Schedule Video Calls– While staying connected is easier than ever, it can also make it harder to actually keep in touch. Reaching out is only a few taps away, but because it’s so accessible, it can be easy to push it off. Before you know it, it’s been months since you’ve had a genuine conversation with the people you care about. Scheduling video calls as you would a regular outing helps carve out space in your busy schedules to sit down and take a minute to catch up. It might seem a little awkward to set up something as simple as a video call, but I can promise you, having it marked into your calendar makes a world of difference. 

Photo by Kate Macate on Unsplash

Send Some Snail Mail– Lastly, if you’re looking for a break from being connected to the internet all day, try writing a physical letter and mailing it to your friends. Receiving a package you ordered online is always something to look forward to, but receiving mail you weren’t expecting is an even better surprise. It’s a more old-fashioned method of staying in touch and definitely a lot slower than shooting someone a simple text, but that only adds to the charm of it, and I can guarantee it’ll brighten the rest of the recipient’s week. 

There are many other ways to stay connected while staying at home, but these five have been my favorite. Wherever you are in the world, I hope these tips can help you feel closer to your loved ones, or at the very least, remind you to reach out and reconnect with friends you might not have spoken to in a while. Best of luck, and let’s all do our part to get through this together. 

DEALING WITH UNCERTAINTIES

By Sarah Selke

When I was younger, I used to hate waking up early to go to school. When my alarm went off, I would try to stay under my covers for as long as I could, but eventually had to rise since every second I lingered in bed was another second wasted. When I wake up now, time is no longer measured in seconds but in weeks. The days fade into one another much the same way we drift into sleep at night. I’m simultaneously surprised by how much time has passed and how little it has in the scope of a season. Perhaps time has always been an erroneous concept, however — we don’t recall things systematically but as asynchronous scenes. We measure things in befores and afters, and perhaps this is the only way we can differentiate the important from the trivial.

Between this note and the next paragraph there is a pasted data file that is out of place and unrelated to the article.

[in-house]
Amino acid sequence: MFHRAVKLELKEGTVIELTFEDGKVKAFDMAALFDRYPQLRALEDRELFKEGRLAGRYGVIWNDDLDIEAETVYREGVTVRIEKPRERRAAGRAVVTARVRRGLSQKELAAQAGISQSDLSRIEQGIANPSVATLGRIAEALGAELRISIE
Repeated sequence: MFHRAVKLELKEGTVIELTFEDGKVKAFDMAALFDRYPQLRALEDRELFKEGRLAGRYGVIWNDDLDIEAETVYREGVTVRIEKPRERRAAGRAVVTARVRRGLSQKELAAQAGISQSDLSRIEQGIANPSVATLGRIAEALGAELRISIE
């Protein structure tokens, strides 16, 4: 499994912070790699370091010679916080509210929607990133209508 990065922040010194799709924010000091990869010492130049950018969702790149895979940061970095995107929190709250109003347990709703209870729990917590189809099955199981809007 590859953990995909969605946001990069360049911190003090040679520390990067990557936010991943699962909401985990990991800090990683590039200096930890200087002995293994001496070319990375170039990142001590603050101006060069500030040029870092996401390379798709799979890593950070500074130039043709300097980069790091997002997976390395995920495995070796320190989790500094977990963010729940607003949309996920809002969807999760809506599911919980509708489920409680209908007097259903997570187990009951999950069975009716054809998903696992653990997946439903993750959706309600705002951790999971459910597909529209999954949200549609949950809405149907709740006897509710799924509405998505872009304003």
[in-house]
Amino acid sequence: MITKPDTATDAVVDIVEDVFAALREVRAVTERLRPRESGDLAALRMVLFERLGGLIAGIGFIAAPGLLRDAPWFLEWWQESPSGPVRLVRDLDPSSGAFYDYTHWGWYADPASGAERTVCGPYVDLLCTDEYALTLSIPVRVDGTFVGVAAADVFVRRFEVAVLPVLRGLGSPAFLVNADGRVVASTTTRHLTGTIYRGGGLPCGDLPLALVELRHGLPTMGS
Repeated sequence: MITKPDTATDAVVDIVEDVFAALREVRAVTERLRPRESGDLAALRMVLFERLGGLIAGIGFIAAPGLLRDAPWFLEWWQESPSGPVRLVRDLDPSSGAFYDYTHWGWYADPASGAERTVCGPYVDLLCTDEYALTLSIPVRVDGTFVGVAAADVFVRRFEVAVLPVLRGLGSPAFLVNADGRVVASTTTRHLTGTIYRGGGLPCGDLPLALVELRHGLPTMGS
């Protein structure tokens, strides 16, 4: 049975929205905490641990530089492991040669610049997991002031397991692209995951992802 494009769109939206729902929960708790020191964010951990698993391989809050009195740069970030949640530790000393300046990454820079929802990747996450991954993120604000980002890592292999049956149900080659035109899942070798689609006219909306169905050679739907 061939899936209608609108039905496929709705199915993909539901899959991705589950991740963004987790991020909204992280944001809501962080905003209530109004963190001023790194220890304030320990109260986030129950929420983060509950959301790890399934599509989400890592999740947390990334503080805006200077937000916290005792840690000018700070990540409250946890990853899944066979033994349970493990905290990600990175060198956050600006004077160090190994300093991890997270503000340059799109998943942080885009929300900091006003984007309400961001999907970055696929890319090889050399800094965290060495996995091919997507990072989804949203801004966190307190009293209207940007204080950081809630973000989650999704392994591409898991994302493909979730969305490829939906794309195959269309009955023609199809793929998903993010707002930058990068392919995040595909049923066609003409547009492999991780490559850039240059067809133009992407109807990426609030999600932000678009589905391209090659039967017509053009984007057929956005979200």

The pandemic is one of those divisive events that exacerbates the arbitrariness of the units we give time. And this is how I say farewell? I ask myself when contemplating the possibility of never returning to campus as a student. Except, to a certain extent, I never did feel as if I had found a home on the grounds that I walked on a near daily basis before. As someone who commuted to USC and therefore didn’t live near campus, it was the bus rides to campus that were the strongest familiarity to me – the only constant from semester to semester.

Photo by Ant Rozetsky on Unsplash

In the face of the future’s uncertainty, I’m reminded of the concept of negative capability. According to the concept’s founder, the English writer John Keats, negative capability is when we are capable of living in doubt and uncertainty without reaching out to facts or reason to justify the actions we take. It’s a mode of thinking that can apply to every stage in one’s life, but especially in moments of transition. You may not be sure of exactly where you’ll be or what you’ll be doing in a few years, but it’s important not to let the unknown intimidate you into avoiding any exploration. After all, many students do not follow a linear path towards a specific career. I’ve had my fair share of doubts and switched plans and come to realize that cutting possibilities out before even trying them is never beneficial. At the same time, I’ve realized that it’s important not to do anything halfway, which can often happen when juggling too many goals at once.

Ultimately, there is no constancy in our lives because nothing ever happens exactly as we expect it to. While I often see every transition as a farewell to something I used to take for granted, I know that ruminating on the past does not lead me anywhere. If you have been struggling with doubts and lack of motivation, I encourage you to set small, tangible goals that may not be inherently useful but once completed will make you feel as if you have accomplished something. I also find channeling any anxieties I have into art – especially music and writing – to be somewhat consoling. If you find yourself fatigued from working too long at a specific task, I highly recommend taking a break to work on something creative to help prevent burnout.

ONLINE FUN DURING THE PANDEMIC

By Rachel Priebe

It goes without saying that the pandemic has been difficult for most of us. With events canceled, online school, and the future being unpredictable, loneliness and stress are feelings shared by most. Fortunately, online events can help give us an escape from boredom, a place to build community, and the opportunity to learn new skills. While USC has many great online events, I’ve also found some other sources that provide a variety of unique activities.

Photo by Victoria Heath on Unsplash